Looking up a value in a table using one criteria is simple. You use a simple VLOOKUP formula. Things are much different when you want to use more than one criteria- Multiple criteria. This can be attained in various ways. It includes the use of Excel functions such as LOOKUP, VLOOKUP, INDEX, and MATCH. We are going to learn from this article a few of these ways:
Using Index and MATCH function
With the help of this table:
We will learn how to use the index and match functions to get the correct price for an item based on the item and the size. First, we'll look at the index and how we can use it to get the price based on one criterion.
So here we have a jacket, and we will find the price for the first Jacket.
Now we have to tell Excel which row to pull this price from. So we want to use the match function here. And it's going to find the first instance of Jacket and tell us which row that's in.
In cell D13, type =index(D2:D10,match(B13,B2:B10,0))
By typing this formula match(B13, tell us that the lookup value we want is Jacket, B2:B10 defines the array in which we are to look up, and we lastly choose the type of match that we want, which is an exact match 0). This finds the value of the first Jacket.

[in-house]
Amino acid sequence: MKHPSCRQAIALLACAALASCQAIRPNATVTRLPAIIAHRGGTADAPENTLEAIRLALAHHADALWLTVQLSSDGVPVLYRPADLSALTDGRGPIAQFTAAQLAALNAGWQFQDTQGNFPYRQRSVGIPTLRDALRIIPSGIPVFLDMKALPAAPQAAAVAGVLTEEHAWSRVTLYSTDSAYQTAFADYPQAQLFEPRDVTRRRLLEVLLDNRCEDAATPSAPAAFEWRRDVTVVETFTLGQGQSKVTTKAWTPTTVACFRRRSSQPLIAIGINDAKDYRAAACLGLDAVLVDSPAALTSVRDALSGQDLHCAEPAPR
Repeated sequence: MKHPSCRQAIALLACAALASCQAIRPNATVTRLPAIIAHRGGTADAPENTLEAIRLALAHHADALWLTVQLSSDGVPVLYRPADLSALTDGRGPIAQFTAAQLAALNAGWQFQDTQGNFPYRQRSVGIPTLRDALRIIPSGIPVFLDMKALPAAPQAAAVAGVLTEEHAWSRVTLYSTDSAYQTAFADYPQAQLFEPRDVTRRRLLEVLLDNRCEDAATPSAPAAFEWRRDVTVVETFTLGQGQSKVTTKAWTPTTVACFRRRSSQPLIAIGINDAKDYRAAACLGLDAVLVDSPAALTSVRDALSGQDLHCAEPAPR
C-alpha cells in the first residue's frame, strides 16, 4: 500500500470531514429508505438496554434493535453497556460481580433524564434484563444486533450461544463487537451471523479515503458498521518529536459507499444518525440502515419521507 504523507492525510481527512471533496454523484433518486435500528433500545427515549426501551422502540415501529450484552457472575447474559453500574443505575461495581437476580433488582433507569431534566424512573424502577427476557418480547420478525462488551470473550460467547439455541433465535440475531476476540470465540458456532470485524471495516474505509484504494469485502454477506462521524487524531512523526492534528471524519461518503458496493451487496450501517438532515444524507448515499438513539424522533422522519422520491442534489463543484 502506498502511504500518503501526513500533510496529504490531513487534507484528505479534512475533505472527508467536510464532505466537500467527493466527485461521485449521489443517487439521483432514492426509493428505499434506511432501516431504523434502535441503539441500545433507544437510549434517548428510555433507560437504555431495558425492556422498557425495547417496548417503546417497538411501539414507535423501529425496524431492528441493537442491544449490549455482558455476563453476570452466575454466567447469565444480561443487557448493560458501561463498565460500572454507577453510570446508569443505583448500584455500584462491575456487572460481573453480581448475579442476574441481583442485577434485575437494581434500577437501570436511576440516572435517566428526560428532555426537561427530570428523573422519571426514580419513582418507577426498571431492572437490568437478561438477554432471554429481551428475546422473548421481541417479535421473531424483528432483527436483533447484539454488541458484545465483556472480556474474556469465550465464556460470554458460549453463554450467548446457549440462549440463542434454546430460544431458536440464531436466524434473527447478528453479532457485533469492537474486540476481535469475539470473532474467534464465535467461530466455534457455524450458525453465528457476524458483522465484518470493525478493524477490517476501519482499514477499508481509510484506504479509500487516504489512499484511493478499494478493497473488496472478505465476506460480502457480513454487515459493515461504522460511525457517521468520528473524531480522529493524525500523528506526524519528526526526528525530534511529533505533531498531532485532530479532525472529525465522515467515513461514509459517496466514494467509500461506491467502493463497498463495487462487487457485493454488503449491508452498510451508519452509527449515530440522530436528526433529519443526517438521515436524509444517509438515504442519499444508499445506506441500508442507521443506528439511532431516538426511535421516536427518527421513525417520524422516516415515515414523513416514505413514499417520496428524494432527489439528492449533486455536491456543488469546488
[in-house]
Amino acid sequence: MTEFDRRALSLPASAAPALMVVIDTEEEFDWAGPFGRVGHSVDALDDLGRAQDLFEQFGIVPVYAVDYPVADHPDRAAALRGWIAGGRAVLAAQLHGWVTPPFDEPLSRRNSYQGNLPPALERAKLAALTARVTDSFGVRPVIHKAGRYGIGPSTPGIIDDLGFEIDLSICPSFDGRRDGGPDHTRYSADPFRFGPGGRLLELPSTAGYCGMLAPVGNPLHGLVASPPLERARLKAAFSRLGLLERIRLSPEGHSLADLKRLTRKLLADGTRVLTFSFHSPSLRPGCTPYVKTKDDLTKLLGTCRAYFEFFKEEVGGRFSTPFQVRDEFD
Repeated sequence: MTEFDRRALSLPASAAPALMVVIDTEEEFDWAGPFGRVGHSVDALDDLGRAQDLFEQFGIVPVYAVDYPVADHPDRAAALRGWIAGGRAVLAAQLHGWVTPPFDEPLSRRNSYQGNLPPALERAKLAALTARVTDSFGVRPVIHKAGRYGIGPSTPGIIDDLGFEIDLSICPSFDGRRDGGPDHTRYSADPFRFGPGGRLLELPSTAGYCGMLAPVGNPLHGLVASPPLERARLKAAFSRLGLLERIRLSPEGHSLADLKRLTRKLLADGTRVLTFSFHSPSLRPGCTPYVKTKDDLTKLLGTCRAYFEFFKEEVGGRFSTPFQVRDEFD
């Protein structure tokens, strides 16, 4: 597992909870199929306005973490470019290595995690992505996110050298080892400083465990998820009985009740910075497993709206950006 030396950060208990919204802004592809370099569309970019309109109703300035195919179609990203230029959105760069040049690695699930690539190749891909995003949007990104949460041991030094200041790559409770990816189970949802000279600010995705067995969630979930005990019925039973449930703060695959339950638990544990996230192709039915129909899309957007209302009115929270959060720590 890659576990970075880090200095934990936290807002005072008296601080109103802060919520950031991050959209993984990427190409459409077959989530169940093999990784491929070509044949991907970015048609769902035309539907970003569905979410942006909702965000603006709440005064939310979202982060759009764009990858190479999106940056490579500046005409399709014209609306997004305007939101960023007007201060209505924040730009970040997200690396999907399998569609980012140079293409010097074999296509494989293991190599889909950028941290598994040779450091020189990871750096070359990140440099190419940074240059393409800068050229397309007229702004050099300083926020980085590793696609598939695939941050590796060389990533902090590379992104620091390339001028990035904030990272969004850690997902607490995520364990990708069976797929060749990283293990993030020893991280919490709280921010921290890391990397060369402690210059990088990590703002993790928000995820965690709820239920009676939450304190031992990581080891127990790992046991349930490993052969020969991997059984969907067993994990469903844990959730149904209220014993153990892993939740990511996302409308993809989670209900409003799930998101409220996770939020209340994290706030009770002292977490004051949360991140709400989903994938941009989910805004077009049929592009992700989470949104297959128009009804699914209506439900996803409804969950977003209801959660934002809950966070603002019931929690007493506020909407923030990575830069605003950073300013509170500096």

And if we look here, there's the price for the first JacketJacket. So we haven't considered the size. This is just returning that first prize. So we want to make a variation on this. We still want to look in the same range in the index, but we have to use a different method with a match to find the correct row. So we're going to be looking for a specific size when looking for the Jacket, a large-scale type.
1. Use a match to check each item and see if it's what we selected and whether it corresponds with the size. We are going to type a simple formula that compares this cell to the item name that we selected
=B2=B13 F4 to lock that reference and then copy that down.
So we can see there are three truths where the JacketJacket was found.
2. Check the size. We repeat the same steps here.
Comparing the size to the selected size equals C2=C13 and press F4 and enter and then copy that down.
We see three truths here at the end, and there's one spot where both are true everywhere else. It's either to falsies or at least one false.
3. The next step is to see what happens when we multiply these two columns.
And zeros down, except this one row where both are true. If we have to choose, we get one. So we're going to use a match that will look for one in the results.
4. Go back to the original formula retype it to
This is an array formula. So we have to press Control, Shift, and then hit Enter. And there's our prize.